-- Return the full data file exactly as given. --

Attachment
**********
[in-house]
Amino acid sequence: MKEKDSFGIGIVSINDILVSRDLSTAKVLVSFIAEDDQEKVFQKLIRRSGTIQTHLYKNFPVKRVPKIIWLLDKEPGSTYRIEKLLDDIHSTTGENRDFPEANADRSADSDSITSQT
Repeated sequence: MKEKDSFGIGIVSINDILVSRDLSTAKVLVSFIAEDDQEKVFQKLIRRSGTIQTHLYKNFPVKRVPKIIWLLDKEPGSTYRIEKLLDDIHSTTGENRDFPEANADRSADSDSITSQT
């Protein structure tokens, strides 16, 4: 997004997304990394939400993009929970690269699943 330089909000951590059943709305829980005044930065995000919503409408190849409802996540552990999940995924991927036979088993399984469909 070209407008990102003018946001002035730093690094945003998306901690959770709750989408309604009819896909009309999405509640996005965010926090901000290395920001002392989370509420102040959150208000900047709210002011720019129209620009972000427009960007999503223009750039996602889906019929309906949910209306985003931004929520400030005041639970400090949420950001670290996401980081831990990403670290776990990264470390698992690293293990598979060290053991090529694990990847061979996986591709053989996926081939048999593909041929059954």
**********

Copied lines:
[in-house]
Amino acid sequence: MKEKDSFGIGIVSINDILVSRDLSTAKVLVSFIAEDDQEKVFQKLIRRSGTIQTHLYKNFPVKRVPKIIWLLDKEPGSTYRIEKLLDDIHSTTGENRDFPEANADRSADSDSITSQT
Repeated sequence: MKEKDSFGIGIVSINDILVSRDLSTAKVLVSFIAEDDQEKVFQKLIRRSGTIQTHLYKNFPVKRVPKIIWLLDKEPGSTYRIEKLLDDIHSTTGENRDFPEANADRSADSDSITSQT
């Protein structure tokens, strides 16, 4: 997004997304990394939400993009929970690269699943 330089909000951590059943709305829980005044930065995000919503409408190849409802996540552990999940995924991927036979088993399984469909 070209407008990102003018946001002035730093690094945003998306901690959770709750989408309604009819896909009309999405509640996005965010926090901000290395920001002392989370509420102040959150208000900047709210002011720019129209620009972000427009960007999503223009750039996602889906019929309906949910209306985003931004929520400030005041639970400090949420950001670290996401980081831990990403670290776990990264470390698992690293293990598979060290053991090529694990990847061979996986591709053989996926081939048999593909041929059954």